- UFC 160
Velasquez won't fall into Bigfoot's trapMay 21, 2013 « Live County Championship coverage | Chartbeat test »
It's a second opportunity for Cain Velasquez - a do-over, so to speak. For the second time as a pro, Velasquez seeks the first successful defence of his UFC heavyweight title.
Velasquez lost the title to Junior Dos Santos in November 2011, but reclaimed it from him 13 months later at UFC 155.
He puts his belt up for grabs on Saturday night at UFC 160 in Las Vegas against Antonio Bigfoot Silva. This will be their second meeting in a one-year span, but Velasquez's first title defence since recapturing it.
The first meeting, at UFC 146 in May 2012, was a one-sided affair; Velasquez pummeled Silva en route to a first-round TKO. The fight was so lopsided that it would be unreasonable to fault Velasquez if he were to take a peek over Silva's shoulder toward a potential rubber match with Dos Santos.
But Velasquez would never consider such pre-fight behavior. The mention of Dos Santos these days often brings a sigh, a shake of the head and slight roll of the eyes from Velasquez - evidence that he is irritated by such a suggestion.
Velasquez didn't reach the mountain top of his profession by taking anything or anyone for granted. He is a professional fighter in every sense, and Silva is someone Velasquez isn't about to take lightly.
"I have all my energy - my focus is on Bigfoot," Velasquez told ESPN.com. "It's all about him; I'm going to fight him. It's the type of thing: Whatever happens after that happens after that.
"I don't like to look forward, to look past somebody and think, 'Well, I'll win this fight and this fight is going to happen.' I can't do that. I just think about the task at hand, and that's Bigfoot."
You can almost hear the snickers when Velasquez utters these words. Anyone who witnessed the first encounter will find it difficult to imagine Silva offering anything different Saturday night.
Silva is a large, plodding, hard-hitting puncher. He is not going to outmaneuver the opposition, especially something as comfortable on his feet as Velasquez. But Silva has been in the cage with Velasquez and believes if he can get his hands on the champion first, the outcome might be quite different. If nothing else, Silva is confident.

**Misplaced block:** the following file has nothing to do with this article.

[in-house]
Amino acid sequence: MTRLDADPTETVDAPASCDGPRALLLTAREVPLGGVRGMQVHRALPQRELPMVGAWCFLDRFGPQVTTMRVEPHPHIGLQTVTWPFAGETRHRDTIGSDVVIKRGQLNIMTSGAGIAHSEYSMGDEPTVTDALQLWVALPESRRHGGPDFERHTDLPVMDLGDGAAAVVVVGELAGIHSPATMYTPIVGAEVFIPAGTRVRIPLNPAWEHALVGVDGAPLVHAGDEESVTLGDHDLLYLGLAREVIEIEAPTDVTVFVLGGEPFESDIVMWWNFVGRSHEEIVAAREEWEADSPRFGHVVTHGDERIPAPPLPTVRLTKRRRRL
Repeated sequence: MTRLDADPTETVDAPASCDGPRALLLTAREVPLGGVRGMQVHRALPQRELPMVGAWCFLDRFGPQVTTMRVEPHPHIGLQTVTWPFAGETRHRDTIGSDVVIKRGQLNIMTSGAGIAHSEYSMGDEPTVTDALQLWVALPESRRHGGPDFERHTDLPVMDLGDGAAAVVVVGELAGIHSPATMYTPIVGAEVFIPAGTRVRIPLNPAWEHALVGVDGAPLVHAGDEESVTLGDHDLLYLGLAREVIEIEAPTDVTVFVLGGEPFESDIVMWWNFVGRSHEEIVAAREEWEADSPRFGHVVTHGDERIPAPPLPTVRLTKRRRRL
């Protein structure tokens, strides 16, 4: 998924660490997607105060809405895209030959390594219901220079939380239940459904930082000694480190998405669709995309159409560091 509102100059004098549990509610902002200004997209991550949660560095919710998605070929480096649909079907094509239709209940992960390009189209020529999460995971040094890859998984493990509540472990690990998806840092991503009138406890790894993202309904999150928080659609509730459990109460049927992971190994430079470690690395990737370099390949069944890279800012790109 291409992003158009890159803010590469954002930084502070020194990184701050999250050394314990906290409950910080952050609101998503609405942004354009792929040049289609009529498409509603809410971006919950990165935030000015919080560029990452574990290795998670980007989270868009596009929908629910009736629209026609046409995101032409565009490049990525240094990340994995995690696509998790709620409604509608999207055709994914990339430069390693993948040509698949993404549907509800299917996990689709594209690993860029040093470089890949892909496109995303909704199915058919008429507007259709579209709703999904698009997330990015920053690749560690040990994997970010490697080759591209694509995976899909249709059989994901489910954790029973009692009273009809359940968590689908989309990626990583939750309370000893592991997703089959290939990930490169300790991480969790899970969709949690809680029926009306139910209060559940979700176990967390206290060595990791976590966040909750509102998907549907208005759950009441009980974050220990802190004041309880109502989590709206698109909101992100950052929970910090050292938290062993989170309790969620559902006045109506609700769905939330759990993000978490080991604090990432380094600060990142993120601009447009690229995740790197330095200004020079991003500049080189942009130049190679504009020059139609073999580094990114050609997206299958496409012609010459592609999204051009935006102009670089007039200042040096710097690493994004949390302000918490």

"I like when people underestimate me," Silva said recently during a media call to promote the bout. "It's nice because I get to go out there and prove them wrong.
"There are no superheroes in this sport; nobody is invincible. I've been putting in a lot of hard work the past nine weeks. I've been preparing myself, and I'm very confident I'm going to have my arm raised on May 25."
Silva is correct: Too often he has been underestimated. And those who did so paid a hefty price. Just ask former top UFC heavyweight contender and ex-Strikeforce champion Alistair Overeem, whose overconfidence against Silva resulted in a third-round knockout at UFC 156.
But Silva faces a major obstacle on Saturday night: Velasquez does not underestimate him - never has; never will. What happened last year is out of sight and out of mind.
Velasquez already has felt Silva's power. And though Velasquez had no trouble dismantling Silva during their initial encounter, he left the cage with a greater sense of respect for him. Silva won't have the luxury of being underestimated Saturday night.
"In the first fight, I didn't overlook him, and I'm not going to overlook him now," Velasquez said. "He's very dangerous. I'm not following in the footsteps of others who've made that mistake. I'm taking this fight very seriously.
"The last few guys have overlooked him and let him play around on the feet. One thing you can't do is stay in front of him. You have to be quicker than him the whole time."
Silva isn't receiving special treatment; Velasquez approaches every opponent in this manner. He has to. Despite the high-level skill Velasquez has demonstrated inside the cage, he is far from a finished product. There are aspects of his game, including wrestling, that he believes need additional fine-tuning. If he is to successfully defend his title Saturday night, the holes that crop up in his game from time to time must be plugged immediately.
"There is always room for improvement," Velasquez said. "And I'm always working to improve. I'm not all the way there yet. I know how level the playing field is with everybody in this division, with the small gloves. One little mistake can cost you. When you go out there you want to be sharp, you want everything to go right for you.
"I want to keep [the title]. I have to go out there and perform to keep it. This is the most important thing to me right now, to stay here as champion."